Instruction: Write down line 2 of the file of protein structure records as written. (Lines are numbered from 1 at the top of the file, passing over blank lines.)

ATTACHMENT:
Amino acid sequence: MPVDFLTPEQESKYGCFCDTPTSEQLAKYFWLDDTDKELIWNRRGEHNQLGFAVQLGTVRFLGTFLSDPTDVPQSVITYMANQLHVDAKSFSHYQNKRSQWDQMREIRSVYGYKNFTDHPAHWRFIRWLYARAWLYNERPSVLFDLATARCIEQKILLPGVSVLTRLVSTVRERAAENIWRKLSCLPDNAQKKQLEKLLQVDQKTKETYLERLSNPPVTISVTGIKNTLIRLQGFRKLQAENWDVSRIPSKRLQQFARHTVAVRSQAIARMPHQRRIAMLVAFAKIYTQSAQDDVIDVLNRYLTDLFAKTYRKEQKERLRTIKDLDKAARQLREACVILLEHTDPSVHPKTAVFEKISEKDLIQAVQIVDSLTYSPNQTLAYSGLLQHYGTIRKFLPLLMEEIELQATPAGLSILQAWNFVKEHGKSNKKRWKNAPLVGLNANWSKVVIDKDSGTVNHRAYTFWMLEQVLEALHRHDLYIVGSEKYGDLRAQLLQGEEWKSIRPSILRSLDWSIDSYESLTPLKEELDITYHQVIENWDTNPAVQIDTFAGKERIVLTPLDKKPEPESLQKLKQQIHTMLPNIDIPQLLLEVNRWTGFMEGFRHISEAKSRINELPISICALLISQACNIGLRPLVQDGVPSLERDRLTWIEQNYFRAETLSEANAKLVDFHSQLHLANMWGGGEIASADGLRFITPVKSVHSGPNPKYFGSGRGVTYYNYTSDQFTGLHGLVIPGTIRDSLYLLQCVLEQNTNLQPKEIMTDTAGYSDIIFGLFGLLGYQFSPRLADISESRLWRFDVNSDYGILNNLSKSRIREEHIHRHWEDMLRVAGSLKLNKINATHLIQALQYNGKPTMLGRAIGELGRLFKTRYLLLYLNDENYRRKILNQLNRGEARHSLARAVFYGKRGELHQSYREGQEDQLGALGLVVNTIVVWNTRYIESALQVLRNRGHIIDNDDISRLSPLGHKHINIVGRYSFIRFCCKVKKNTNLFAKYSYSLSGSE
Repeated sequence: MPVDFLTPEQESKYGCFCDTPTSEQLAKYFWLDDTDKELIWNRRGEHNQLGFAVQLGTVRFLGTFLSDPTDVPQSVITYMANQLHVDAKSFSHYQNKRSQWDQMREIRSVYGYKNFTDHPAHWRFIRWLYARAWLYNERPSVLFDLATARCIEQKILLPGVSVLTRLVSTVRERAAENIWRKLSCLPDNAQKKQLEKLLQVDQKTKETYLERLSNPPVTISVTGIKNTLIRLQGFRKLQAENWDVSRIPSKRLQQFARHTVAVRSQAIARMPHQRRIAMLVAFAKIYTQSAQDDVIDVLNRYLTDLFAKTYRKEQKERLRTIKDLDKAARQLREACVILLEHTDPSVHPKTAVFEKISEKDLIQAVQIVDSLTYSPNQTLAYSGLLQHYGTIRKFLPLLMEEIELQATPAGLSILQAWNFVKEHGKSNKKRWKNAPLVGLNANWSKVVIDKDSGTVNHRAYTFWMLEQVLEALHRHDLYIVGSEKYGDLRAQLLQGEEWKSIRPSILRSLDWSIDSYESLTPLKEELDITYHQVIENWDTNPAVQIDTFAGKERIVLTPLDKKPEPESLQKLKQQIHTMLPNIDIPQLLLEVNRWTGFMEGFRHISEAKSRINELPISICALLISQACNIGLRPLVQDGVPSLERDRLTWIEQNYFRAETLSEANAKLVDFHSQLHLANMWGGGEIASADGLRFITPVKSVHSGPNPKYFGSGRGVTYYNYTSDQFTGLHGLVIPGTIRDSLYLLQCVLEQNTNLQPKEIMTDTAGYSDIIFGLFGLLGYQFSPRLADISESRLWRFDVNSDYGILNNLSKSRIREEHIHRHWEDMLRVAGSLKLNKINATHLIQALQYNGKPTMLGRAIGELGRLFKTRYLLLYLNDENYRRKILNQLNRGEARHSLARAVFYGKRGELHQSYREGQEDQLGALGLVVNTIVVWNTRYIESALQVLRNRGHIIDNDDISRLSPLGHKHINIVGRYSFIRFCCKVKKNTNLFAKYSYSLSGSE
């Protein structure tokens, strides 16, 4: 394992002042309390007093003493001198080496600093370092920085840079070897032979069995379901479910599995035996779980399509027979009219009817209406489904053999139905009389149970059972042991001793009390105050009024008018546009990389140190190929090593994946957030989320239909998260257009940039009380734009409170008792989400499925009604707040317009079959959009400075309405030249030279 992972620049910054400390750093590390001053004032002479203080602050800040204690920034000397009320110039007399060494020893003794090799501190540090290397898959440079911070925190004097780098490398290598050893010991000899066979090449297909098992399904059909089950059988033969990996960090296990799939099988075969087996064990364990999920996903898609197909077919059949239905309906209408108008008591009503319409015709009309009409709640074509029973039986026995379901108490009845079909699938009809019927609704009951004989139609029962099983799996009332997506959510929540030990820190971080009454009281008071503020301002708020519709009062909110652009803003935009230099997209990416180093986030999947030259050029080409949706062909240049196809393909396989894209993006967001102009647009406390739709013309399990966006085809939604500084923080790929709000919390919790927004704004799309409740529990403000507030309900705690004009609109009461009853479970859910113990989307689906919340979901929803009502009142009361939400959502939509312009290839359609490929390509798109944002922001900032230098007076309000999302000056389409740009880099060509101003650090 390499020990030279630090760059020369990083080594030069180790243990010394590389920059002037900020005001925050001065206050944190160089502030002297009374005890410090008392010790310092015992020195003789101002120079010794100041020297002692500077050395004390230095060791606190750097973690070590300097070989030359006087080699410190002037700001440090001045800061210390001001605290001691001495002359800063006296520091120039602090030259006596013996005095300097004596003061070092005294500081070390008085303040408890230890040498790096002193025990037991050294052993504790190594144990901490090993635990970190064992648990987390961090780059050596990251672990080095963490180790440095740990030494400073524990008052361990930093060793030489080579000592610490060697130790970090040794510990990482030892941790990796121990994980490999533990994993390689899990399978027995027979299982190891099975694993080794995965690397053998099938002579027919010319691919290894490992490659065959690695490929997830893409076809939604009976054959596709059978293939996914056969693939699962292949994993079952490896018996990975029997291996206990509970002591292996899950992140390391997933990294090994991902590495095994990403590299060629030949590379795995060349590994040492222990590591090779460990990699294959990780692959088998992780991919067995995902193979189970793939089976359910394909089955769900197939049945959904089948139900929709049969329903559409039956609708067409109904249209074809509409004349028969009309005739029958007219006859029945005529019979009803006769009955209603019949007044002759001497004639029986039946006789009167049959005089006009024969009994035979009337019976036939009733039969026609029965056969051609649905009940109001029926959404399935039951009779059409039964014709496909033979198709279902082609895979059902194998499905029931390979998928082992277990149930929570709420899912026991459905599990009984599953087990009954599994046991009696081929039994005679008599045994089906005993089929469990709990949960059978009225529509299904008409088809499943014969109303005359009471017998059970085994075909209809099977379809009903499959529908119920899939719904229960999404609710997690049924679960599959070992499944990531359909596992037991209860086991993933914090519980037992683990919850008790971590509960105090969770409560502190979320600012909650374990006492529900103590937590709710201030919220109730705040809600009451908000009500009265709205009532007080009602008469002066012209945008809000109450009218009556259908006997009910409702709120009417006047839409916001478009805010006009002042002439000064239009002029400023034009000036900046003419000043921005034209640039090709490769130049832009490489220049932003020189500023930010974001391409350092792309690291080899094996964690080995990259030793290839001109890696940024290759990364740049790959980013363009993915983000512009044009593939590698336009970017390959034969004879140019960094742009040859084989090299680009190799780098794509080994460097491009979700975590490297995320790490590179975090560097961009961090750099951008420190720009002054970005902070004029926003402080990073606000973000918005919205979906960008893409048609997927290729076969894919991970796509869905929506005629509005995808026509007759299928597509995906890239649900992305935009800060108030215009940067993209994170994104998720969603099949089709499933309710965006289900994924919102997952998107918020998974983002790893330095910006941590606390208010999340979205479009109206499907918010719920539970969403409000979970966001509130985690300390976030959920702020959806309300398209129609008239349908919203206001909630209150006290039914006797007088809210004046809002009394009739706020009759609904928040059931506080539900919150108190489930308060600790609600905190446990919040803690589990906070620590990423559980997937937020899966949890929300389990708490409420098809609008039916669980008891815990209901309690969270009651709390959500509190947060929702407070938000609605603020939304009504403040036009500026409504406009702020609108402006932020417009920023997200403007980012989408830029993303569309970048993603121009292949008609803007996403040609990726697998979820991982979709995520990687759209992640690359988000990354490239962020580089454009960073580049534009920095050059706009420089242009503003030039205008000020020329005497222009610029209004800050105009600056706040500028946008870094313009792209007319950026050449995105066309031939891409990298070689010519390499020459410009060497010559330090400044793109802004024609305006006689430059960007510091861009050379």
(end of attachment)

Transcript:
Repeated sequence: MPVDFLTPEQESKYGCFCDTPTSEQLAKYFWLDDTDKELIWNRRGEHNQLGFAVQLGTVRFLGTFLSDPTDVPQSVITYMANQLHVDAKSFSHYQNKRSQWDQMREIRSVYGYKNFTDHPAHWRFIRWLYARAWLYNERPSVLFDLATARCIEQKILLPGVSVLTRLVSTVRERAAENIWRKLSCLPDNAQKKQLEKLLQVDQKTKETYLERLSNPPVTISVTGIKNTLIRLQGFRKLQAENWDVSRIPSKRLQQFARHTVAVRSQAIARMPHQRRIAMLVAFAKIYTQSAQDDVIDVLNRYLTDLFAKTYRKEQKERLRTIKDLDKAARQLREACVILLEHTDPSVHPKTAVFEKISEKDLIQAVQIVDSLTYSPNQTLAYSGLLQHYGTIRKFLPLLMEEIELQATPAGLSILQAWNFVKEHGKSNKKRWKNAPLVGLNANWSKVVIDKDSGTVNHRAYTFWMLEQVLEALHRHDLYIVGSEKYGDLRAQLLQGEEWKSIRPSILRSLDWSIDSYESLTPLKEELDITYHQVIENWDTNPAVQIDTFAGKERIVLTPLDKKPEPESLQKLKQQIHTMLPNIDIPQLLLEVNRWTGFMEGFRHISEAKSRINELPISICALLISQACNIGLRPLVQDGVPSLERDRLTWIEQNYFRAETLSEANAKLVDFHSQLHLANMWGGGEIASADGLRFITPVKSVHSGPNPKYFGSGRGVTYYNYTSDQFTGLHGLVIPGTIRDSLYLLQCVLEQNTNLQPKEIMTDTAGYSDIIFGLFGLLGYQFSPRLADISESRLWRFDVNSDYGILNNLSKSRIREEHIHRHWEDMLRVAGSLKLNKINATHLIQALQYNGKPTMLGRAIGELGRLFKTRYLLLYLNDENYRRKILNQLNRGEARHSLARAVFYGKRGELHQSYREGQEDQLGALGLVVNTIVVWNTRYIESALQVLRNRGHIIDNDDISRLSPLGHKHINIVGRYSFIRFCCKVKKNTNLFAKYSYSLSGSE